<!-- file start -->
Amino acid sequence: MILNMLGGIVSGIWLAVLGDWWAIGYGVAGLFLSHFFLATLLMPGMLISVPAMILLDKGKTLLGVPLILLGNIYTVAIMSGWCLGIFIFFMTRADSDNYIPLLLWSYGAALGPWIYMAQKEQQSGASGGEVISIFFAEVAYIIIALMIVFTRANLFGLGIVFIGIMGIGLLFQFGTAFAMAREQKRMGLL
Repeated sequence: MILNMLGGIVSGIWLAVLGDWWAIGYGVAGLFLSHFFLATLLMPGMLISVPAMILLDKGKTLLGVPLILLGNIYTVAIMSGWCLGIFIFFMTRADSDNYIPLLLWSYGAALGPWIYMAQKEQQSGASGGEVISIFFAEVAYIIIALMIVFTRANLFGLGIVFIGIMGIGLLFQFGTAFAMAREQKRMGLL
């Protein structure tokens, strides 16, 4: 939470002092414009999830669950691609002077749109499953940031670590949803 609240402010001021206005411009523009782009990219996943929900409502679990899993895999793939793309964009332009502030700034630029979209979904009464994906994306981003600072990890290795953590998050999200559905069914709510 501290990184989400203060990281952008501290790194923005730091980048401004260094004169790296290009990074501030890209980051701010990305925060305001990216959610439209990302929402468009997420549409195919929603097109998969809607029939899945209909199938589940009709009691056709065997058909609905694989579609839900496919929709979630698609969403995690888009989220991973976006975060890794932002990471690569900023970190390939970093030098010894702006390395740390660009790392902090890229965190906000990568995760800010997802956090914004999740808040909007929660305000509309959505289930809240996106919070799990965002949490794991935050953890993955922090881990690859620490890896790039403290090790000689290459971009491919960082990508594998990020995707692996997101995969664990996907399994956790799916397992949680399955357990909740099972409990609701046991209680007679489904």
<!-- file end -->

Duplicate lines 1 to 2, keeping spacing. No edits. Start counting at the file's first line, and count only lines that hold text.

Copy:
Amino acid sequence: MILNMLGGIVSGIWLAVLGDWWAIGYGVAGLFLSHFFLATLLMPGMLISVPAMILLDKGKTLLGVPLILLGNIYTVAIMSGWCLGIFIFFMTRADSDNYIPLLLWSYGAALGPWIYMAQKEQQSGASGGEVISIFFAEVAYIIIALMIVFTRANLFGLGIVFIGIMGIGLLFQFGTAFAMAREQKRMGLL
Repeated sequence: MILNMLGGIVSGIWLAVLGDWWAIGYGVAGLFLSHFFLATLLMPGMLISVPAMILLDKGKTLLGVPLILLGNIYTVAIMSGWCLGIFIFFMTRADSDNYIPLLLWSYGAALGPWIYMAQKEQQSGASGGEVISIFFAEVAYIIIALMIVFTRANLFGLGIVFIGIMGIGLLFQFGTAFAMAREQKRMGLL